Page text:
Special Olympics Massachusetts trains coaches and athletes in 27 different sports and hosts 126 events per year. The staff had been working out of a building in Danvers, with spillover employees in rented space across the street. For training, the situation had been nothing short of makeshift.
Now, with the Yawkey Sports Training Center, the group is training coaches but also collaborating with the University of Massachusetts Medical School on a curriculum for medical professionals and medical students to improve the quality and accessibility of healthcare for individuals with intellectual disabilities.
The prominent architectural feature of the building is a two-story glass curtainwall, which rises above the Walkway of Champions at the main entrance. The focal point of the building’s main lobby is SOMA’s Hall of Fame. This space highlights the accomplishments of the athletes, coaches and volunteers who work to achieve SOMA’s athlete-centered mission.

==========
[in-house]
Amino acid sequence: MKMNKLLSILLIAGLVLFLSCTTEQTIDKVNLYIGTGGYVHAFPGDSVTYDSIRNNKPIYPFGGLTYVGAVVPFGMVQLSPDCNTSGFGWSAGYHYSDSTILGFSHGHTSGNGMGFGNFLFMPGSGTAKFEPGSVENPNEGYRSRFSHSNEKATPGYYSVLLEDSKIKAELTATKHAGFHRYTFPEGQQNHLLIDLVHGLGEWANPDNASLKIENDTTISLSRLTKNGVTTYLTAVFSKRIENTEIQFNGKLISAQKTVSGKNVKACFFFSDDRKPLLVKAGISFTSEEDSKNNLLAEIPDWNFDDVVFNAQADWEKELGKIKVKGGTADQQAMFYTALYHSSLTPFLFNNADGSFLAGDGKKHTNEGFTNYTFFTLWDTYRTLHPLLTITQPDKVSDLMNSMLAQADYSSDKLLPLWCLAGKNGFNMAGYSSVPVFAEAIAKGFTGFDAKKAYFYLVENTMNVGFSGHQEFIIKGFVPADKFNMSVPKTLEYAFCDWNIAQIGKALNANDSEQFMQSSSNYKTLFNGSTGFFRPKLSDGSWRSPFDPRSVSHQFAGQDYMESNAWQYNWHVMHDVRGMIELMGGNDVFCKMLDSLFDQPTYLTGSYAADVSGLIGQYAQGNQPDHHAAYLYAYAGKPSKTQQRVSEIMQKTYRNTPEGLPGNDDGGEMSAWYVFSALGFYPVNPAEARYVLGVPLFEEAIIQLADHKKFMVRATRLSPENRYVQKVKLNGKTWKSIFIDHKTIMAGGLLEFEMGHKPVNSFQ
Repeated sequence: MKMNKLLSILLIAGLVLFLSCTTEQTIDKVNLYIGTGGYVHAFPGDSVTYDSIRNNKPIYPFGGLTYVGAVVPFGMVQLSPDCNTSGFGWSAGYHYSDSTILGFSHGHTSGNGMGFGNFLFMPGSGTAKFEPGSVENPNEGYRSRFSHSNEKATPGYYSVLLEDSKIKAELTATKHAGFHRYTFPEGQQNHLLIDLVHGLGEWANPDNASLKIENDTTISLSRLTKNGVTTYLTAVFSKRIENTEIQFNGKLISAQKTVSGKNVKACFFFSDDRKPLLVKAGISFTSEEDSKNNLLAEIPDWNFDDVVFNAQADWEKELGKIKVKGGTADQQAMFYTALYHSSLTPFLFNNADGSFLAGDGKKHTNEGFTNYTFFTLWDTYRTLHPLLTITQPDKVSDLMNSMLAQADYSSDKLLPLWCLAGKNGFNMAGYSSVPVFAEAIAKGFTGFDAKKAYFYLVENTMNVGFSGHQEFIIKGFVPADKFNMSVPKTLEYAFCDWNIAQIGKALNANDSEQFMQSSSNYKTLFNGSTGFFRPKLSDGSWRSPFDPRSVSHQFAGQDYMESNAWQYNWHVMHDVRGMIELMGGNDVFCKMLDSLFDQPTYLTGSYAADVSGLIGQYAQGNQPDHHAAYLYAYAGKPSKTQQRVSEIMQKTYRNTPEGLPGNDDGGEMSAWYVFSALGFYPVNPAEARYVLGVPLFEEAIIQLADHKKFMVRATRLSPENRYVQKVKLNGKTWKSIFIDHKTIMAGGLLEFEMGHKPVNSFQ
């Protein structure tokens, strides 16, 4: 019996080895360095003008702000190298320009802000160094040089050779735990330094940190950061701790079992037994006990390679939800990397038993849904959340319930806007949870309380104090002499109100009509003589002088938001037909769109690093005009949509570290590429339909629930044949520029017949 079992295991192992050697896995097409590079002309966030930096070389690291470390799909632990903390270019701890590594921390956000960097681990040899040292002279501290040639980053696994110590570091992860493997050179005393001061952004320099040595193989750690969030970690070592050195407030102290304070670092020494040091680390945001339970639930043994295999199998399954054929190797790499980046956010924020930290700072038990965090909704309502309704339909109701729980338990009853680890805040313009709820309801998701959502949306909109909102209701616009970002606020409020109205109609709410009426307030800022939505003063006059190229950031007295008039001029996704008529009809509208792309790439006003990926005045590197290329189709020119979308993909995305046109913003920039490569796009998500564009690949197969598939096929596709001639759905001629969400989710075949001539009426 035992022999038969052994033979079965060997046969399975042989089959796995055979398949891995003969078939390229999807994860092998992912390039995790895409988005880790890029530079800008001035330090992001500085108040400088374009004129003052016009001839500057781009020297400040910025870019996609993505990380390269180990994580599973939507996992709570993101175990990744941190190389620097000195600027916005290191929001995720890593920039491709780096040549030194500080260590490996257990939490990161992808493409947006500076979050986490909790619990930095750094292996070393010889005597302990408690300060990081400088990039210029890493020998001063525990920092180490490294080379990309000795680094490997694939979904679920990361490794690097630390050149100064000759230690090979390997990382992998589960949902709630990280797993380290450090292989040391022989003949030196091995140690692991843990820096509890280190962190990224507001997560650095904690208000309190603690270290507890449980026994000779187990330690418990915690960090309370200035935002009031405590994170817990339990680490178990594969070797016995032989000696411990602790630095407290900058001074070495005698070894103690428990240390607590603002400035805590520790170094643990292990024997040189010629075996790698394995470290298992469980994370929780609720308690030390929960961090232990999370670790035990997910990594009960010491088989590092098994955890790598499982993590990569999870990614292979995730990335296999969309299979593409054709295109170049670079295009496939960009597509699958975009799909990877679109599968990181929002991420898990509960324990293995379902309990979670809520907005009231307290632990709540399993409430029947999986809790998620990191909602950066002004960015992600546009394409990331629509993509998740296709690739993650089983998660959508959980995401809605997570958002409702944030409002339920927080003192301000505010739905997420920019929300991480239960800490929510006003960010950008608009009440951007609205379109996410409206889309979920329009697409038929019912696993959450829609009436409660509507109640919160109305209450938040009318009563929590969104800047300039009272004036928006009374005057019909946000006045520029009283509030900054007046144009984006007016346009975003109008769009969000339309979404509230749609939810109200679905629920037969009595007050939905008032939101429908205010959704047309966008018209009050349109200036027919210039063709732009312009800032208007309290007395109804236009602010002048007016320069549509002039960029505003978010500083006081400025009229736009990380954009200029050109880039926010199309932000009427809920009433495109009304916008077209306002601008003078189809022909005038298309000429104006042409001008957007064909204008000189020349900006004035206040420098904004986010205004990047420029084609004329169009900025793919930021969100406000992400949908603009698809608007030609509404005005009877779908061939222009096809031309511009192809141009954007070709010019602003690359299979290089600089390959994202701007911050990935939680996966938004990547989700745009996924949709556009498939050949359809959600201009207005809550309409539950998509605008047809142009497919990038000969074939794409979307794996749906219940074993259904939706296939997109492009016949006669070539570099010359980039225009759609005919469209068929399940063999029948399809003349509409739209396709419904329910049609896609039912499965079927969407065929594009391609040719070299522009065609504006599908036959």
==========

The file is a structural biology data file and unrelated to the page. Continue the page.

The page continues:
The design of the building allows for maximum flexibility for classroom training, sports-specific training and business-related functions. State-of-the-art technology was installed in several meeting and conference rooms to support a broad range of instructional approaches, including teleconferencing. The variety of meeting spaces and the technology significantly improves SOMA’s capacity to provide comprehensive training for its athletes, coaches and volunteers. It further utilizes automated controls for both security and mechanical systems.